I was on a ride, on a quiet Wednesday morning. I picked a road from a forum as a ‘good biking road’, as indeed it was, until I hit a long and deep split in the road. My front wheel got caught up in it, it knocked me off my line, and I bounced into a shallow ditch.
“The road was suboptimal but not dangerous…”
I was completely uninjured. However, my R1 was quite badly damaged cosmetically. I have written to the local council with an estimate for the repairs, which are a little over £4,000, but the council have come back and said, and I summarise, ‘The road was suboptimal but not dangerous, and having been inspected 22 days prior to your unfortunate collision, and was then deemed safe by our highly experienced highways inspector, we are satisfied we have met our legal duties, whilst we are sorry that you were injured, not every injury gives rise to a claim.’
Obviously, they really carefully read my letter as I never mentioned any injury, but I want to sue. Can I?
You can sue, whether or not you win is a different story, and if you start this up in a small claims court, you really do need to be prepared to finish it.
The law is set clear enough and it is in three stages. The first stage is. ‘is the road dangerous to an expected class of road user?’ That does include motorcyclists, and anyone else who might reasonably use the road, but it would not cover a unicyclist or a pogo stick user, for example. The test is not just for car drivers, though.
“ideally take a picture showing the size of the defect with a clear photo and a tape measure or ruler”
The photos show a road which looks like one side has slumped into a camber leaving a split in the road, exposing, I reckon, 75mm to 100mm of hard-edged ridge. That is dangerous to a motorcyclist.
You may need to look at some sources which show this is dangerous to a motorcyclist, and ideally take a picture showing the size of the defect with a clear photo and a tape measure or ruler. The easily Googled Institute of Highway’s Engineers Safer Motorcycling is a good source, especiaiiy as councils are supposed to use the best practice contained within that guidance.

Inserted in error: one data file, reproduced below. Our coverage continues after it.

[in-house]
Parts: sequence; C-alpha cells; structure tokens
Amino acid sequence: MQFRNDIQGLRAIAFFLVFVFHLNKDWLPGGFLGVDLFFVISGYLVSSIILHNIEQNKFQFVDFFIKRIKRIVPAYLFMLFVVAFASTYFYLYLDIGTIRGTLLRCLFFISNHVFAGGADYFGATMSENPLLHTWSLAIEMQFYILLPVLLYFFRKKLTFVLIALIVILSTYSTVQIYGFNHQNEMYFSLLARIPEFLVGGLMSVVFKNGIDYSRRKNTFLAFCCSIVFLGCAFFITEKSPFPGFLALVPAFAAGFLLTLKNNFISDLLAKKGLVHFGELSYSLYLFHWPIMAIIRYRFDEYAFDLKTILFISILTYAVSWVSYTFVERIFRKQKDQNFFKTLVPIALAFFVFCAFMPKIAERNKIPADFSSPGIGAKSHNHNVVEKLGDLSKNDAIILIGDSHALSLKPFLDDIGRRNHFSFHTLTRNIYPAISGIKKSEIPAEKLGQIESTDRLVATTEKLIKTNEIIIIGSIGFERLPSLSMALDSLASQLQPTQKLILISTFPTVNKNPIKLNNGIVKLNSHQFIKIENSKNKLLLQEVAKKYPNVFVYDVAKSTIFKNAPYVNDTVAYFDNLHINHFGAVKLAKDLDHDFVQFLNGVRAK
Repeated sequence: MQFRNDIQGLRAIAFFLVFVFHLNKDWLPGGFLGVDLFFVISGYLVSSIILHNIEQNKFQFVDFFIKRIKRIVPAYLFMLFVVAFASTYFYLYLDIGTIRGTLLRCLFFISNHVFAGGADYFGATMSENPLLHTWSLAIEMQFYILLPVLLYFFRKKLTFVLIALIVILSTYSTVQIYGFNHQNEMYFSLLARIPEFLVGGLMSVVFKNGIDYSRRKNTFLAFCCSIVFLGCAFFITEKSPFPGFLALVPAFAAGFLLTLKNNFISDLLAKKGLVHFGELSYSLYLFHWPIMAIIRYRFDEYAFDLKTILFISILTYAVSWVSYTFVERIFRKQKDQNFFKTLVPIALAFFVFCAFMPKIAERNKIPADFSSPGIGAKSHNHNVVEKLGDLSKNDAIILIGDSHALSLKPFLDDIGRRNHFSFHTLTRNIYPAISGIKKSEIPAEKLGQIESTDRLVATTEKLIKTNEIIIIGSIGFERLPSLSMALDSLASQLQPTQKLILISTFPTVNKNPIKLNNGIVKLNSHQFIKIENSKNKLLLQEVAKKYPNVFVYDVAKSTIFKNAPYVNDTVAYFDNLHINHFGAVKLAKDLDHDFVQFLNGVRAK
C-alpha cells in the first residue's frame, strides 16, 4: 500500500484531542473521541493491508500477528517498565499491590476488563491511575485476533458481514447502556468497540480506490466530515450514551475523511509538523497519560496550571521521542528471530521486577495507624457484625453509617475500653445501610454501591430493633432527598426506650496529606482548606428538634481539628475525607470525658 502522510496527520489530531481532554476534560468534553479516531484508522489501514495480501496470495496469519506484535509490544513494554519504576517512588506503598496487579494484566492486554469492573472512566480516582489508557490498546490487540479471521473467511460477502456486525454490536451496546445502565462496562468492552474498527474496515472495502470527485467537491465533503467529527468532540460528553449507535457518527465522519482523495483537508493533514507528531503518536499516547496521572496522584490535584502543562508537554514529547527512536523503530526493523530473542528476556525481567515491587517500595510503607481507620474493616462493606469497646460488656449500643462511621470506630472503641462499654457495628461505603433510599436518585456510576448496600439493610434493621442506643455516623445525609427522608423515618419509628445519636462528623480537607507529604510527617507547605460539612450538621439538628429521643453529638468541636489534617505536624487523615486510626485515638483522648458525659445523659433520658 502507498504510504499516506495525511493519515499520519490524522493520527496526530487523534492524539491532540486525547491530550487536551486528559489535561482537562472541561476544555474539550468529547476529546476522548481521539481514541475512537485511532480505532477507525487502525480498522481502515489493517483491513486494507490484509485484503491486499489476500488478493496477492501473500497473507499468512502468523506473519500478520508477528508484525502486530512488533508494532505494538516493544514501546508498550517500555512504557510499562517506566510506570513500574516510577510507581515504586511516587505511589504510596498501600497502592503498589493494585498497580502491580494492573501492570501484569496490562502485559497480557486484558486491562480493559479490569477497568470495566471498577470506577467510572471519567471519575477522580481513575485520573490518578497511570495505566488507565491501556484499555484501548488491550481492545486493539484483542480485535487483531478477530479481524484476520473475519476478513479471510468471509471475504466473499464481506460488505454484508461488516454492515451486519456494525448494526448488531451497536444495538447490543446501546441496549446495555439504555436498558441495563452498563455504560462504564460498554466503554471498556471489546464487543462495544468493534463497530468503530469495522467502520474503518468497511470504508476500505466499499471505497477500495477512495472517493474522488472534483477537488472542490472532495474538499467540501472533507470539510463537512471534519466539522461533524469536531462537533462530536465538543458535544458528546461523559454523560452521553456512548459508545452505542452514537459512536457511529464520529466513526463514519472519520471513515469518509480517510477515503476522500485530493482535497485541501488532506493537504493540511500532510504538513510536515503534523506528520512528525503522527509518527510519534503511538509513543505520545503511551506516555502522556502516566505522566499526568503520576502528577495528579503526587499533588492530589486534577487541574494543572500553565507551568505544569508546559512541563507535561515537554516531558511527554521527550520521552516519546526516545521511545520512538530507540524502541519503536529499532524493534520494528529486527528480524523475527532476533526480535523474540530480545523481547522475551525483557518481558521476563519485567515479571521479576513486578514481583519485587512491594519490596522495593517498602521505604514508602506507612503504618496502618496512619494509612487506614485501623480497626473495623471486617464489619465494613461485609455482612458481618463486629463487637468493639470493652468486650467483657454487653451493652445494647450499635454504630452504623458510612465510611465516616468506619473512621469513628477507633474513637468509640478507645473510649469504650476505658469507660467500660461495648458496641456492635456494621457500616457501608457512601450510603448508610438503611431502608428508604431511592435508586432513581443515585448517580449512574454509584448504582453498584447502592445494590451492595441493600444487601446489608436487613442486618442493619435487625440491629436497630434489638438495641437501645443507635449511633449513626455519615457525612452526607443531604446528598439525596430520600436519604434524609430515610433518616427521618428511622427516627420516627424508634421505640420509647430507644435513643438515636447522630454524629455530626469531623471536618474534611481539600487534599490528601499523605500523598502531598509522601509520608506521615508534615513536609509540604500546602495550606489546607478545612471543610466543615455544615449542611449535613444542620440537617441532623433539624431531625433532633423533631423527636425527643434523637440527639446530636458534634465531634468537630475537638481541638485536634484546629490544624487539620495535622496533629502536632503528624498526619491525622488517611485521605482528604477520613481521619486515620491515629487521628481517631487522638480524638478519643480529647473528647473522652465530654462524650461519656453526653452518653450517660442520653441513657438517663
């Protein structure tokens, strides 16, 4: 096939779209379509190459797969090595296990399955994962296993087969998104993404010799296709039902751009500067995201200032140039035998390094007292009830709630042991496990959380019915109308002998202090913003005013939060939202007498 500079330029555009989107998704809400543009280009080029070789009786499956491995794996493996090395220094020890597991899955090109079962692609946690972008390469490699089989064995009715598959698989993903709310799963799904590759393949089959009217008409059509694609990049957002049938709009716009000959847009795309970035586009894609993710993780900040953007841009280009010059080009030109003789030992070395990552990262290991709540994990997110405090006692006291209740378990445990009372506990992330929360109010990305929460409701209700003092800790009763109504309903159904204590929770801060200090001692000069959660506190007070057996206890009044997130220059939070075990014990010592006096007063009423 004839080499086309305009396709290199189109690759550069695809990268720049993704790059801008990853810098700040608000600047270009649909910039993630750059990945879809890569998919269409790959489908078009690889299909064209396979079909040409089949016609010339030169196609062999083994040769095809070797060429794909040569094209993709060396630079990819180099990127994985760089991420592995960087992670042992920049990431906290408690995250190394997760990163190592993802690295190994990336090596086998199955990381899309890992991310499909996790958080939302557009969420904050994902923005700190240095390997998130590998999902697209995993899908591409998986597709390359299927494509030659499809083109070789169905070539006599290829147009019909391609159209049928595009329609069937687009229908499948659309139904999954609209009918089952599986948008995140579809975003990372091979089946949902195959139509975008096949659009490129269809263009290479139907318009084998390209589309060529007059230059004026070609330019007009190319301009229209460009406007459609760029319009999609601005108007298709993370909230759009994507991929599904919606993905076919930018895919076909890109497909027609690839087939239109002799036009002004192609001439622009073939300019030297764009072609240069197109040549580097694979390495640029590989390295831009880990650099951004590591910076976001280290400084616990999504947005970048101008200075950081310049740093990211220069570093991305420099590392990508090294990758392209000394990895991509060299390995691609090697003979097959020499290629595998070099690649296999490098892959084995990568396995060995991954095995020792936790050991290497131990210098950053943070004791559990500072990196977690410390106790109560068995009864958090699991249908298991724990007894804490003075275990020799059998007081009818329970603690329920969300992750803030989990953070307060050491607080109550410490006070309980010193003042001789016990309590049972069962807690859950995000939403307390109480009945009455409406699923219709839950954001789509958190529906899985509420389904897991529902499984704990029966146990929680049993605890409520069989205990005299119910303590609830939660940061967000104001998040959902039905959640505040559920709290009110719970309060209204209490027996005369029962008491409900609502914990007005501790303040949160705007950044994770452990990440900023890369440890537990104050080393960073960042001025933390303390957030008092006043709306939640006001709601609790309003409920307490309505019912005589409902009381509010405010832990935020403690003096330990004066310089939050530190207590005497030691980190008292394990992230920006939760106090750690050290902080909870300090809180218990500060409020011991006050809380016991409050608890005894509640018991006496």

“The law says you must be able to identify the dangerous defect”
The second element is that you must be prepared to say on oath that it was a particular defect which caused you to fail. This can be difficult, particularly if the road is in very bad order, and there are so many pot holes that you really cannot say which one caused you to fall off, but yours is one long and proud ridge, so not a problem for you. The law says you must be able to identify the dangerous defect.
The third element is the ‘statutory defence’, whereby if you can prove the first and second elements of the claim, but if the council can show they had a decent and working inspection regime they may have a complete defence. The relevant law is set out in section 41 and Section 53 of the Highways Act 1980 and the legal test is set out in a case called Mills v Barnsley, which is easy to find online if you need to.
“councils tend to be more sympathetic to non-injury ciaims for bent bikes or cars then they are to injured people”
In my experience, councils tend to be more sympathetic to non-injury ciaims for bent bikes or cars then they are to injured people, but my experience is that you need to start and be prepared to finish a small claim.
If you Google ‘White Dalton basic guide sue the Council‘, it will bring up forms and a court Precedent if you want to take the council to court, and for £4,000 and potentially half a day out of your life going to court, I would!
Fast Bikes January 2020